Referring now to FIG. 2, the dam transfer system includes a plurality of network processors 50 a, 50 b, 50 n. Data flows between each network processor and a common arbitor 52. Requests are sent by the arbitor 52 to the multiplexer 54 and data passes between the two. The multiplexer controls the transmission of data into and out of memory banks 60 in the fat DRAM chip 56. In the same manner, the multiplexer 54 controls data transfer to and from the banks 62 in DRAM chip 58. The time clock 64 is, for example, a 133 Mhz clock that controls the timing of the read and write program for each DRAM chip.
Although the invention has been described in terms of the improved data transfer using a pair of DDR DRAMS, it should be understood that more than two DRAM chips can be used for an even wider bus and larger data transfer. However, as a practical matter, if the number of DRAM chips gets too large, the large amount of data that is being transferred cannot possibly be used in a timely manner, and bandwidth is being wasted. Also, the invention has been characterized in connection with a 20 cycle DRAM time clock. Yet, the invention is applicable to other timing sequences as well.
While the invention has been described in combination with embodiments thereof, it is evident that many alternatives, modifications, and variations will be apparent to those skilled in the art in light of the foregoing teachings. Accordingly, the invention is intended to embrace all such alternatives, modifications and variations as fall within the spirit and scope of the appended claims.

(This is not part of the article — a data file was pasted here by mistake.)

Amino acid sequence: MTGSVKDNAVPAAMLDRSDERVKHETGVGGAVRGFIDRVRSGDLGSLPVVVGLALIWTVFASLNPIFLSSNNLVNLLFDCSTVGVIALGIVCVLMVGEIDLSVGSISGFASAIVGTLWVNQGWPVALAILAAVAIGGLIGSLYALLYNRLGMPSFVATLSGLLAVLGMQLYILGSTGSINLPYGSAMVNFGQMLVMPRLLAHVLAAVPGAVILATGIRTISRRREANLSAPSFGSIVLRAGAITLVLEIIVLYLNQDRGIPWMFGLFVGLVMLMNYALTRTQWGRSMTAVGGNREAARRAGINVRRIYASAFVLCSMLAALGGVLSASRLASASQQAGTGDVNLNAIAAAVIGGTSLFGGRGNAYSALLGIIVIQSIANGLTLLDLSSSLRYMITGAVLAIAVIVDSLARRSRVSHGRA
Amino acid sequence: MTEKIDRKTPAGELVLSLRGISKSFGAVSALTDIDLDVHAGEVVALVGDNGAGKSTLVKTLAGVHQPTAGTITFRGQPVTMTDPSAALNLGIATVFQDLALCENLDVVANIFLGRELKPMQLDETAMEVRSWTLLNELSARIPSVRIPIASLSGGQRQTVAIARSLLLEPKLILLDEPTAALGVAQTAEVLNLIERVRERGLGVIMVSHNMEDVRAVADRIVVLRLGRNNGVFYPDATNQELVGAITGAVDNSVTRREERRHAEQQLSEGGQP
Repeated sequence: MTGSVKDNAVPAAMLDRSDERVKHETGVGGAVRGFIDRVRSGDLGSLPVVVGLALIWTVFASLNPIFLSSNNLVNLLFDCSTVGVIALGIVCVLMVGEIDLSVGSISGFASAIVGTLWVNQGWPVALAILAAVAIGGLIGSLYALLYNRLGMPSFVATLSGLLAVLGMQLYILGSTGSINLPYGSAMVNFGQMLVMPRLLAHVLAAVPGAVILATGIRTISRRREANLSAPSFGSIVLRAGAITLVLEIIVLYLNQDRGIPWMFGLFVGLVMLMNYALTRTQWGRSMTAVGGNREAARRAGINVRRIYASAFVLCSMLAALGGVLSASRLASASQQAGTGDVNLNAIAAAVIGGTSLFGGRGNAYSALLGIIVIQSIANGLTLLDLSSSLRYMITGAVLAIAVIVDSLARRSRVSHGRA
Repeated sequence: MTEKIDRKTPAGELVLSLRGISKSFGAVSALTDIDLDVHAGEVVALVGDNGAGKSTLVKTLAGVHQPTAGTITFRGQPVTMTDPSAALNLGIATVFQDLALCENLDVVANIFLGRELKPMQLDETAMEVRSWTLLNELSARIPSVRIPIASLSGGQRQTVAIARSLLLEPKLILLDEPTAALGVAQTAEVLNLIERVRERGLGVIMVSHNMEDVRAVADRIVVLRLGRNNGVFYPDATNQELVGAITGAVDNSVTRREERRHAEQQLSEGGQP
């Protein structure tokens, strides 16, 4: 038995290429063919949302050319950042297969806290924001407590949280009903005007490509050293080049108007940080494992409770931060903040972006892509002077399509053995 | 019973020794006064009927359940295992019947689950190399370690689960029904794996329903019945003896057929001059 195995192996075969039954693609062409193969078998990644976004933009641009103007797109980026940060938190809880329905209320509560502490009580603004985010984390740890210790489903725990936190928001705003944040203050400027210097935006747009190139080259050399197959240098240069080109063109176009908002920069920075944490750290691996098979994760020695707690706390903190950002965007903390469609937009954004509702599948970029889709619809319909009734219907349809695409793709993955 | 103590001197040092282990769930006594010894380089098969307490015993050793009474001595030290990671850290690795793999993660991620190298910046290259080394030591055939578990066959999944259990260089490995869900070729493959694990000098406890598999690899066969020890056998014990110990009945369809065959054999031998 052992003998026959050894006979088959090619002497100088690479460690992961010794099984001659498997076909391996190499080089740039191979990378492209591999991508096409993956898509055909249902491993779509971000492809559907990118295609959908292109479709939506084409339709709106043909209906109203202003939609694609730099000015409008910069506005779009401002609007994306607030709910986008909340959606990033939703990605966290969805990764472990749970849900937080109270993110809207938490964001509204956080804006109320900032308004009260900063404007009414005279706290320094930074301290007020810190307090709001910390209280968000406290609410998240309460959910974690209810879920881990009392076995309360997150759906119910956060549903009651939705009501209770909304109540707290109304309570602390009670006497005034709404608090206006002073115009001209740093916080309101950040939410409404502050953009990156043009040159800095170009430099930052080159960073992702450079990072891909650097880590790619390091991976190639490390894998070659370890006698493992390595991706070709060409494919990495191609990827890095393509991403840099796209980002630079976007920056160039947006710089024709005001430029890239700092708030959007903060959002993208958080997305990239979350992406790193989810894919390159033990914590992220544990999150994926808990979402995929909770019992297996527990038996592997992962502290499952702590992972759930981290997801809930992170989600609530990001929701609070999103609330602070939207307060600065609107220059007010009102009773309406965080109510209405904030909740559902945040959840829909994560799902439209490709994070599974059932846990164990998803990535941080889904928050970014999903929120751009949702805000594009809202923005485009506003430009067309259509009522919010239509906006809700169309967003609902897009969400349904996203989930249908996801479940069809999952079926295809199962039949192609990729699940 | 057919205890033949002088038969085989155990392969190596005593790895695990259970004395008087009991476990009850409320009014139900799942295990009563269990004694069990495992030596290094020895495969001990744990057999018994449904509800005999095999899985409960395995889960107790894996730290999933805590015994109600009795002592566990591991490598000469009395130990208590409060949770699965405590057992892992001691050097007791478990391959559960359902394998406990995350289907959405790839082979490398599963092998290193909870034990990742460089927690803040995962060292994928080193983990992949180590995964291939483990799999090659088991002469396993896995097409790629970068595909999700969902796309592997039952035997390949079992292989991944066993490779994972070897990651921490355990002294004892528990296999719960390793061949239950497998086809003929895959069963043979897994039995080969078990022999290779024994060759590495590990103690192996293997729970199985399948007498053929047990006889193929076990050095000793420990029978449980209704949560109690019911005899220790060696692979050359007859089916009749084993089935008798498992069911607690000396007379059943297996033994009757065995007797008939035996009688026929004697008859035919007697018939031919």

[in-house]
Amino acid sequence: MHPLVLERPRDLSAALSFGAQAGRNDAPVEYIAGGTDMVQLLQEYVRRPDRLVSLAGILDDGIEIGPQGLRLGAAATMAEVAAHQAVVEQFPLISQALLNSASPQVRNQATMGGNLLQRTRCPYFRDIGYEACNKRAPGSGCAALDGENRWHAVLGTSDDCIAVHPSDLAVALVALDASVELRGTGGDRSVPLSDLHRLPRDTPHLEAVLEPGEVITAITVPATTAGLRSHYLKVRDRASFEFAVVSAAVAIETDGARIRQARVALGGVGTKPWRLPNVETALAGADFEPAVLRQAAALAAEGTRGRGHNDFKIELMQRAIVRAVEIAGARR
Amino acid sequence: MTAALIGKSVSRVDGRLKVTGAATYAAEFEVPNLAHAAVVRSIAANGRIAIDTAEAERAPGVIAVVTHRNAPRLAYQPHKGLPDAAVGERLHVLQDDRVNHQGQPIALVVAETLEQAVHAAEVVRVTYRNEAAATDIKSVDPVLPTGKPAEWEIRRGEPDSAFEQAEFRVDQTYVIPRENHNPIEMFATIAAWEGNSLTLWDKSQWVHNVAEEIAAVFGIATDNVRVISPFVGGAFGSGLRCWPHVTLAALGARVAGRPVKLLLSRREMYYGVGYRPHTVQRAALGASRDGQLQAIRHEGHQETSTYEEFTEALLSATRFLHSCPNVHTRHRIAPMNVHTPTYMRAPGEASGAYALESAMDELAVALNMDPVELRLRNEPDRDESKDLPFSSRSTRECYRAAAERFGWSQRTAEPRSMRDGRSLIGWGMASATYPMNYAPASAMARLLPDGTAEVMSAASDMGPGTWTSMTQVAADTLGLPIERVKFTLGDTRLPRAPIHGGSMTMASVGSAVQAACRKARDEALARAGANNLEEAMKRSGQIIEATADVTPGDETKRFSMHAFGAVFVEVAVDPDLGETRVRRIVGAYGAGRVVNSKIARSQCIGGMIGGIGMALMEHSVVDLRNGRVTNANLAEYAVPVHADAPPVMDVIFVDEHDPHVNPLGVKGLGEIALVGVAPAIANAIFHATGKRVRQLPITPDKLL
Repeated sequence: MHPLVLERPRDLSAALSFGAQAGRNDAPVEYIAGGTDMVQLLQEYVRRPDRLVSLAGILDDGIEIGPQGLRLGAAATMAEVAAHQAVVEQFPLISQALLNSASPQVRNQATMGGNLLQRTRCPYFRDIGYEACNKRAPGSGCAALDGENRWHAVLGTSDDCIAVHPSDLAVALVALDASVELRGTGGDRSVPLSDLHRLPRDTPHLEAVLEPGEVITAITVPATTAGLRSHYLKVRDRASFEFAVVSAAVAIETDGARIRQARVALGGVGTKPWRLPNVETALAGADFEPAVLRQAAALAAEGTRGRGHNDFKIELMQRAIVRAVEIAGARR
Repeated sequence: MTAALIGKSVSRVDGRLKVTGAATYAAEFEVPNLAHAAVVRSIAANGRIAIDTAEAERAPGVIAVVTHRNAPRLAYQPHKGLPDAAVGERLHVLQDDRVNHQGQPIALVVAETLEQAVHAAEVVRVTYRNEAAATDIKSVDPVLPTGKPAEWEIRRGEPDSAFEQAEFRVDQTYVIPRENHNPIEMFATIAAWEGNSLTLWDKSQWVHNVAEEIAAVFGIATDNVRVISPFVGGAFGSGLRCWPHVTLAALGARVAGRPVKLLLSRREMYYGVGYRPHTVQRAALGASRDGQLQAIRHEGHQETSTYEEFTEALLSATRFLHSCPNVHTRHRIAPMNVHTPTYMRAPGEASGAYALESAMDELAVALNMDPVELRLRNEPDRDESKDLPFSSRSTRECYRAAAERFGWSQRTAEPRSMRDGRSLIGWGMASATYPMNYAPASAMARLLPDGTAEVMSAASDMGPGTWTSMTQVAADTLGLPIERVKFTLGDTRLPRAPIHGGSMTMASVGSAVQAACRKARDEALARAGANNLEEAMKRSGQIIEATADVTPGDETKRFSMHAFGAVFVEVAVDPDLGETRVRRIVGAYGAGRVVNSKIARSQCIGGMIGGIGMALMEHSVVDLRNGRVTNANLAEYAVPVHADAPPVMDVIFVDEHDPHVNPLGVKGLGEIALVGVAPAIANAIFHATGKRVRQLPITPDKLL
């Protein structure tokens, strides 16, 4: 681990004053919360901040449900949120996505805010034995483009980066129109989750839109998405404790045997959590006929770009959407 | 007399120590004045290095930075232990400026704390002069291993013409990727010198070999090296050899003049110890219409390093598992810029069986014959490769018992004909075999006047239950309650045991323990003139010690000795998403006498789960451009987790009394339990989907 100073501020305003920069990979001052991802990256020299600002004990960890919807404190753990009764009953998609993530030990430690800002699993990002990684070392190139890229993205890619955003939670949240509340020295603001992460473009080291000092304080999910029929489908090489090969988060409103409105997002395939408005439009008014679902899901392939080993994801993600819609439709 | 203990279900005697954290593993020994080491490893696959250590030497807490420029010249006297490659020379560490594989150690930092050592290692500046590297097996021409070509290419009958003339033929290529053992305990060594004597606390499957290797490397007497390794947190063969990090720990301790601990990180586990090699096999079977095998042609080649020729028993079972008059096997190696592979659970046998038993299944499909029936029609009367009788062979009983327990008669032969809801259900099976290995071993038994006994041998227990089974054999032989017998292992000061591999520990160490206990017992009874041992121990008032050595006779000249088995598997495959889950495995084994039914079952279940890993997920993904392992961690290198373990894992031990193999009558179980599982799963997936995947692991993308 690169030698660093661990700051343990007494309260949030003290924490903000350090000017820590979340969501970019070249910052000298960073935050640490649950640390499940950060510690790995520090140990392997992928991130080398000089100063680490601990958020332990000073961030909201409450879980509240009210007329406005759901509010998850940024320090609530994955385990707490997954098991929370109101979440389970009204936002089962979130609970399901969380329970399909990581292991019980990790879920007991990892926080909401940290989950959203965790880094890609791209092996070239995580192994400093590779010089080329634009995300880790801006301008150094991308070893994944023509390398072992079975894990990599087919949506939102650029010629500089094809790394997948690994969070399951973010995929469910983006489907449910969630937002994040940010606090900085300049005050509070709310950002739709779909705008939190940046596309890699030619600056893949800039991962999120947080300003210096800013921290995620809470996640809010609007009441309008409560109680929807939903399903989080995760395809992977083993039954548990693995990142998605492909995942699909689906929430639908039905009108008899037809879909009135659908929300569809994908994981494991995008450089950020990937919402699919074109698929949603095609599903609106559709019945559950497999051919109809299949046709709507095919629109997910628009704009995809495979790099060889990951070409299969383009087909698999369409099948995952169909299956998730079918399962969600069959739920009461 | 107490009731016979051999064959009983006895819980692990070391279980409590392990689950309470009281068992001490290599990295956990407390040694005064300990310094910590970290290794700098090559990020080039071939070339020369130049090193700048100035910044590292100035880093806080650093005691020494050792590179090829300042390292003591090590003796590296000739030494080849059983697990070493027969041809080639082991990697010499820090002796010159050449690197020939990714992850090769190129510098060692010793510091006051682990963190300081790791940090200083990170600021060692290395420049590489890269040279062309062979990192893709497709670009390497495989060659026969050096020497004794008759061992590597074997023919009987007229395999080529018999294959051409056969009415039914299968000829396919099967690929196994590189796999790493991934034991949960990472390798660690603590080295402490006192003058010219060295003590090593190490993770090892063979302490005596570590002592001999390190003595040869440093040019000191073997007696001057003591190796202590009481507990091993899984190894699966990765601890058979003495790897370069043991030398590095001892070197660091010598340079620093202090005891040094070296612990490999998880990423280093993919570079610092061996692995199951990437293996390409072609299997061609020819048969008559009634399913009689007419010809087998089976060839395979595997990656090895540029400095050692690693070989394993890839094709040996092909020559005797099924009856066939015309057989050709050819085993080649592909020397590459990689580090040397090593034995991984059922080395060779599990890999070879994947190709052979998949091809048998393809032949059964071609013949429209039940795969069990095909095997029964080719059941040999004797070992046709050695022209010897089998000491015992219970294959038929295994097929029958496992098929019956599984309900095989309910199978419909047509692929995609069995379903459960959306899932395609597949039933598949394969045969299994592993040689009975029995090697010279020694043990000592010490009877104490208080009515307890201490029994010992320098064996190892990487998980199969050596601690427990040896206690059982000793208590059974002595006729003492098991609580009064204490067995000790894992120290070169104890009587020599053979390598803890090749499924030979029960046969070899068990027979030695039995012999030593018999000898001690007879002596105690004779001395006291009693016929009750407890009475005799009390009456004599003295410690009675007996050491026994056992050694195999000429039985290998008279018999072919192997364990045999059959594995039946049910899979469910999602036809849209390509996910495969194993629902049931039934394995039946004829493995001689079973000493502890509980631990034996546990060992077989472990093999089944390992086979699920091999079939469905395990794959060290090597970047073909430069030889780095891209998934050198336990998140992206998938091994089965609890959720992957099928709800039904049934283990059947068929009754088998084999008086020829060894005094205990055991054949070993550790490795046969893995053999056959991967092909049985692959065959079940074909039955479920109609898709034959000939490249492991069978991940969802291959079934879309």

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|U.S. Classification||711/151, 711/169|
|International Classification||G06F12/00, G06F12/06, G06F13/16, H04L12/56, G11C11/407, G06F12/02, G06F15/167, G06F13/00|
|Cooperative Classification||G06F13/1647, G06F15/167|
|European Classification||G06F15/167, G06F13/16A6|
|May 2, 2000||AS||Assignment|
Owner name: INTERNATIONAL BUSINESS MACHINES CORPORATION, NEW Y
Free format text: ASSIGNMENT OF ASSIGNORS INTEREST;ASSIGNORS:BASS, BRIAN MITCHELL;HEDDES, MARCO C.;SIEGEL, MICHAEL STEVEN;AND OTHERS;REEL/FRAME:010794/0647;SIGNING DATES FROM 19991217 TO 20000105
|Jan 9, 2006||FPAY||Fee payment|
Year of fee payment: 4
|Jun 7, 2010||REMI||Maintenance fee reminder mailed|
|Oct 29, 2010||LAPS||Lapse for failure to pay maintenance fees|
|Dec 21, 2010||FP||Expired due to failure to pay maintenance fee|
Effective date: 20101029